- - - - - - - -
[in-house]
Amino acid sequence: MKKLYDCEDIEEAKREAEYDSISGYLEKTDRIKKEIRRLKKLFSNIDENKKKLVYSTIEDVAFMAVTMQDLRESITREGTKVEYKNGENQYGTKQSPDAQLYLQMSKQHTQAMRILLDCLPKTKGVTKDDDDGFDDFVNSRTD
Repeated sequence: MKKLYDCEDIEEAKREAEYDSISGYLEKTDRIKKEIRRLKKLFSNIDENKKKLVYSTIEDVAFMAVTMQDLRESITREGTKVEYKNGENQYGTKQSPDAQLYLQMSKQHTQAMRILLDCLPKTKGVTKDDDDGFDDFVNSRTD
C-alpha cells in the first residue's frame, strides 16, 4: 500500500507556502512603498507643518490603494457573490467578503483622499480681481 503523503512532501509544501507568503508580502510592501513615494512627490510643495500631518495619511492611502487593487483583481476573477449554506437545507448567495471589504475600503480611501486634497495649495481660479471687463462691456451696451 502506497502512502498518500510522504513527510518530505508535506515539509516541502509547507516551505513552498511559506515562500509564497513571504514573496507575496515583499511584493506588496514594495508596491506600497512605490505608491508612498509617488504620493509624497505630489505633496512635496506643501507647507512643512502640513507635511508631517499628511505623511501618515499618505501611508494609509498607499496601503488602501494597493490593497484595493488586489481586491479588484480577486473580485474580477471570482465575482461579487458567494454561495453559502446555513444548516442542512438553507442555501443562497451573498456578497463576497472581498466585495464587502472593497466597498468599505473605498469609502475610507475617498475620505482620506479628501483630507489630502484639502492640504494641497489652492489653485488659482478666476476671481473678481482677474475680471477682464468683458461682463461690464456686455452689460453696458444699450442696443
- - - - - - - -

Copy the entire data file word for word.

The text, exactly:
[in-house]
Amino acid sequence: MKKLYDCEDIEEAKREAEYDSISGYLEKTDRIKKEIRRLKKLFSNIDENKKKLVYSTIEDVAFMAVTMQDLRESITREGTKVEYKNGENQYGTKQSPDAQLYLQMSKQHTQAMRILLDCLPKTKGVTKDDDDGFDDFVNSRTD
Repeated sequence: MKKLYDCEDIEEAKREAEYDSISGYLEKTDRIKKEIRRLKKLFSNIDENKKKLVYSTIEDVAFMAVTMQDLRESITREGTKVEYKNGENQYGTKQSPDAQLYLQMSKQHTQAMRILLDCLPKTKGVTKDDDDGFDDFVNSRTD
C-alpha cells in the first residue's frame, strides 16, 4: 500500500507556502512603498507643518490603494457573490467578503483622499480681481 503523503512532501509544501507568503508580502510592501513615494512627490510643495500631518495619511492611502487593487483583481476573477449554506437545507448567495471589504475600503480611501486634497495649495481660479471687463462691456451696451 502506497502512502498518500510522504513527510518530505508535506515539509516541502509547507516551505513552498511559506515562500509564497513571504514573496507575496515583499511584493506588496514594495508596491506600497512605490505608491508612498509617488504620493509624497505630489505633496512635496506643501507647507512643512502640513507635511508631517499628511505623511501618515499618505501611508494609509498607499496601503488602501494597493490593497484595493488586489481586491479588484480577486473580485474580477471570482465575482461579487458567494454561495453559502446555513444548516442542512438553507442555501443562497451573498456578497463576497472581498466585495464587502472593497466597498468599505473605498469609502475610507475617498475620505482620506479628501483630507489630502484639502492640504494641497489652492489653485488659482478666476476671481473678481482677474475680471477682464468683458461682463461690464456686455452689460453696458444699450442696443